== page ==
Last Easter (a Holiday I don’t celebrate, but it coincides with my Grandfather’s birthday) I cleared the table when I said that my brother’s fiancé was wrong for wanting to get “a Native card” so that her daughter could get a discount on college tuition.
That’s the whitest, most privileged shit I ever heard.
I had to call that out.
How can I sit here and tell all of you to burn in your truth if I won’t burn in mine?
I also called us (white people) colonizers, because we are; regardless if we (my family) have Native blood in us (we do) or not.
We are white passing; we have never been oppressed because of our Indigenous heritage, we don’t know what it’s like to live on a Rez in 2019 and not have running water, and electricity. We don’t face the addiction rates (a direct result of, you guessed it, Generational Trauma and colonization) that Indigenous people do, nor do we have to worry about our girls in the way Indigenous people do ; their girls and Women go missing and/or are killed in staggering numbers.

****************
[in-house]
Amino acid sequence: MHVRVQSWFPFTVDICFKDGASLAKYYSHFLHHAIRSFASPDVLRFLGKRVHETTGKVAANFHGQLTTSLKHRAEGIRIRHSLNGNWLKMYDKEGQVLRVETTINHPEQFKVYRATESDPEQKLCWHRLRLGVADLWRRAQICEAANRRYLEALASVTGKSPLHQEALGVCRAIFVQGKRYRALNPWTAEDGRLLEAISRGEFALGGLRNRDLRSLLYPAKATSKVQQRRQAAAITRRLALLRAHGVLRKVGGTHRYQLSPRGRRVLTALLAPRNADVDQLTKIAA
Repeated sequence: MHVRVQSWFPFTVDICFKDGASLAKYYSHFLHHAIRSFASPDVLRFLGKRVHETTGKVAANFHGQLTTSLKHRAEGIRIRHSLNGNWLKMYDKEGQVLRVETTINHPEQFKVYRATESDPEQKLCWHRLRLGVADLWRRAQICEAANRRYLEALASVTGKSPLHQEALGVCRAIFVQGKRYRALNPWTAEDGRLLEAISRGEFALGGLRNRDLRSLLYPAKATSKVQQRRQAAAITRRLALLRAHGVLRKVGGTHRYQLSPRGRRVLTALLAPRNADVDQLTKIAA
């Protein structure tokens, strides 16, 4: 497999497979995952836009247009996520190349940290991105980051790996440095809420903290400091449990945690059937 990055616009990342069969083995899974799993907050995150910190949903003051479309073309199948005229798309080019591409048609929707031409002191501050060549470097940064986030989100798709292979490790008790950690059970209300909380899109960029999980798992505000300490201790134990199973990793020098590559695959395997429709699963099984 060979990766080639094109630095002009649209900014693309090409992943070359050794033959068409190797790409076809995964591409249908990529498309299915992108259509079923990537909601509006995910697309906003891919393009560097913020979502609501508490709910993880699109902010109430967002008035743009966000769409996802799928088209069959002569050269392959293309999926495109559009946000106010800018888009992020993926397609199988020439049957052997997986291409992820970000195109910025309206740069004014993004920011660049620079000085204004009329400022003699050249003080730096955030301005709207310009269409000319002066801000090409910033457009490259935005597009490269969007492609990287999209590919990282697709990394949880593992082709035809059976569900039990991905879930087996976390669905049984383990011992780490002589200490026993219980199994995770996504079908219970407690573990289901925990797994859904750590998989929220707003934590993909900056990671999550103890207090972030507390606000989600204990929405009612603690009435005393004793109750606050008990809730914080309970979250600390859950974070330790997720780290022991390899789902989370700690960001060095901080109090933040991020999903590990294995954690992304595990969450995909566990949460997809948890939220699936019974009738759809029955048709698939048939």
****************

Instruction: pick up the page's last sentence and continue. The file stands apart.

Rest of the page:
Don’t get me started on the sexual assault statistics. It’s mind-blowing.
For reference and education, click here.
So, no, you don’t get a “Native card” for higher education.
I was not about sit there in silence……in compliance, while some privileged shit went unchecked.
I checked it.
For clarification, I do have supportive, progressive and amazing family members whom I love more than anything in this world; they are my anchor to my humanity.
This leads me to the Mother Wound and Generational Trauma.
Generational Trauma is the idea that trauma is passed on through not only DNA but as a psychic imprint.
You can read more about it, here.
I faced my Father Wound with rage the likes of which can’t aptly be described.
I held onto so much fucking hate, and utter disdain for my sperm donor that I removed the concept of having a Father altogether.